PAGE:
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Investors Acquire a Taste for Spirits

PitchBook’s founder and CEO explores M&A trends in the alcohol industry.

Investors Acquire a Taste for Spirits

Four and a half years ago, Suntory bought Jim Beam for about $16.4 billion. The deal made the Japan-based acquirer the third-largest distiller, prompting some industry watchers to wonder how many more large consolidation plays were possible.

In 2014, the year of the Beam-Suntory merger, 58 M&A transactions were recorded, worth a combined $23.6 billion. The merger sparked a frenzy of transactions the following year—deal counts nearly doubled to 111 from 58—and while volume has dipped slightly, the past few years are still well above historical norms. PE activity rose, too. Investors struck 21 deals in 2014 before ramping up in 2015 to 40 investments, which rose to 45 a year later.

Rather than slowing, alcohol-related acquisitions have become more common, including at the high end. This year got off to a notable start, when Bacardi bought control of Patrón Spirits at a $5.1 billion valuation. Patrón joins a high-end roster of logos under the Bacardi brand, including Bombay Sapphire, Grey Goose and Dewar’s.

Mass-market distillers have good reason to consolidate in today’s market. Alcohol consumption globally is strong, spurred in part by millennials. Younger people are drinking less, studies suggest, but when they do, they tend to spend more money per drink. Research shows liquor consumption is on the rise more generally. Over a 12-month period, the share of adults who drink liquor rose to 73 percent from 65 percent.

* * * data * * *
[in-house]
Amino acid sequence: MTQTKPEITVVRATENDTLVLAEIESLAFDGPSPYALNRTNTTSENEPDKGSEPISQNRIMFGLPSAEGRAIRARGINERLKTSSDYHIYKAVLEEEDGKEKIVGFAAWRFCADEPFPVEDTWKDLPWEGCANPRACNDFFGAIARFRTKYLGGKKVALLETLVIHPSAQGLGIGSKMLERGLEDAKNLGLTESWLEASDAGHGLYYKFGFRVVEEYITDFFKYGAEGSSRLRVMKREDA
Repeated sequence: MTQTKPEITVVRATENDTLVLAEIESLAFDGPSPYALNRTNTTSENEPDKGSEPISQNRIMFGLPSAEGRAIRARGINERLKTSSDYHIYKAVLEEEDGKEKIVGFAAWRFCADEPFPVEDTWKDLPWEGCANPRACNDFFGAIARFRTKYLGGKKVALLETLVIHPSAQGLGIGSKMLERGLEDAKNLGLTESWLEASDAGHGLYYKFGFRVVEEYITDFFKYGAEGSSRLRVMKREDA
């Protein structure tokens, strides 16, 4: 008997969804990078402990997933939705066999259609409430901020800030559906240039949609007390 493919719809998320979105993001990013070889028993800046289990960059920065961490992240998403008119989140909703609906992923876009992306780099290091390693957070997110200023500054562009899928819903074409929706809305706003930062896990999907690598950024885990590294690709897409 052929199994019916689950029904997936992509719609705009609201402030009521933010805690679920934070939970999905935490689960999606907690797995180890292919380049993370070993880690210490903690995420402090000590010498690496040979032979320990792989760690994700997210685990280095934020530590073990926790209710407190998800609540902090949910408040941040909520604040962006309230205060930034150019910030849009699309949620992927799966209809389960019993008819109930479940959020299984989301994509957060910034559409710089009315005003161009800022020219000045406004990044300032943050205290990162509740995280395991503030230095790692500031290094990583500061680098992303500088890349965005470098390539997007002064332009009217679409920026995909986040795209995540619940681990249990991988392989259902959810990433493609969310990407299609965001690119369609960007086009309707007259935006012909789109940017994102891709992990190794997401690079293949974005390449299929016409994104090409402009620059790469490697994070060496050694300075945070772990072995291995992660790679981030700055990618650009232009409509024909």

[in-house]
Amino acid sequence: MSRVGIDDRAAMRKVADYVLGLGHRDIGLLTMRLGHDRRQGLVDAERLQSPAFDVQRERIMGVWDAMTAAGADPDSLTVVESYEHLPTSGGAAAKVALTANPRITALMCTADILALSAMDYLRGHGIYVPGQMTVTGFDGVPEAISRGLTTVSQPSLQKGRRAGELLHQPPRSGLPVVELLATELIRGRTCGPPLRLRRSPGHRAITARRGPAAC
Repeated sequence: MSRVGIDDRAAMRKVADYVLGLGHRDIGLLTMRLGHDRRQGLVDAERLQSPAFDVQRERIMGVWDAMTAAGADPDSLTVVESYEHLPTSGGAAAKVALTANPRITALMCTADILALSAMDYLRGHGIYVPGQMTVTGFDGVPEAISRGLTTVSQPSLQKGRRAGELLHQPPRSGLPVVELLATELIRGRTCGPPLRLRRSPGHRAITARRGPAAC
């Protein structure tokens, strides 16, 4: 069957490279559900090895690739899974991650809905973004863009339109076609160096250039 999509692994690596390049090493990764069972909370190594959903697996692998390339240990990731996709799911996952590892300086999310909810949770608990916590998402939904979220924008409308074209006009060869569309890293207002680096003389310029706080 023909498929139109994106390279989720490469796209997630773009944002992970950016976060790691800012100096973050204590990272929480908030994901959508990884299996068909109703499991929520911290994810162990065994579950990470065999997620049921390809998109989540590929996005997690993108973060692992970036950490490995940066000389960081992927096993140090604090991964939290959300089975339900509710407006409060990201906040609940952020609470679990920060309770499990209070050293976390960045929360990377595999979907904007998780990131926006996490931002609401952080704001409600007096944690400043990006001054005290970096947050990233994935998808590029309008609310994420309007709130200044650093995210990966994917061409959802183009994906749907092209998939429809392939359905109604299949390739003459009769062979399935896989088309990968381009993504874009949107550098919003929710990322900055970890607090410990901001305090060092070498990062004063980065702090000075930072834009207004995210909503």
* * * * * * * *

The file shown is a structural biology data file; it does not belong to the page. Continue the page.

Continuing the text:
John Gabbert, Founder & CEO of PitchBook
John Gabbert, Founder & CEO of PitchBook

Gone are the days of  being a ‘Jack or Jim’ drinker. Consumers are likely to continue trying new brands as they get older.

When those trends converge in fragmented markets, of which liquor is one, it’s no surprise to see large-scale consolidation efforts over an extended period of time. Distribution challenges are also mixed in—U.S. regulators have created roadblocks for direct-to-consumer marketing, which makes it harder for smaller brands to gain market share. At the same time, a growing preference among drinkers for craft distillers is putting pressure on large outfits to stay ahead of the curve. Spirit conglomerates can respond by offering more options, and we’ve seen several brands emerge selling new flavors and product lines.

Perhaps the easier option for large brands is the M&A route. Bacardi quietly acquired its first bourbon brand in 2015 when it bought Angel’s Envy, a Kentucky-based distiller. At the time, Bacardi’s CEO noted “the obvious gap” in its portfolio, which lacked a bourbon or rye whiskey.

“Portfolio” has become the go-to term for large distillers, which are prioritizing a breadth of offerings as consumers show a preference for branching out. Gone are the days of being a “Jack or Jim” drinker. Consumers are likely to continue trying new brands as they get older. That puts the spotlight back on the private market, which still houses several brands (Jose Cuervo and Bushmills among them) that could become acquisition targets in the years ahead. Cheers (potentially) to this acquisition spree continuing.

This edition of Midpoints originally appeared in the September/October 2018 issue of Middle Market Growth. Find it in the MMG archive.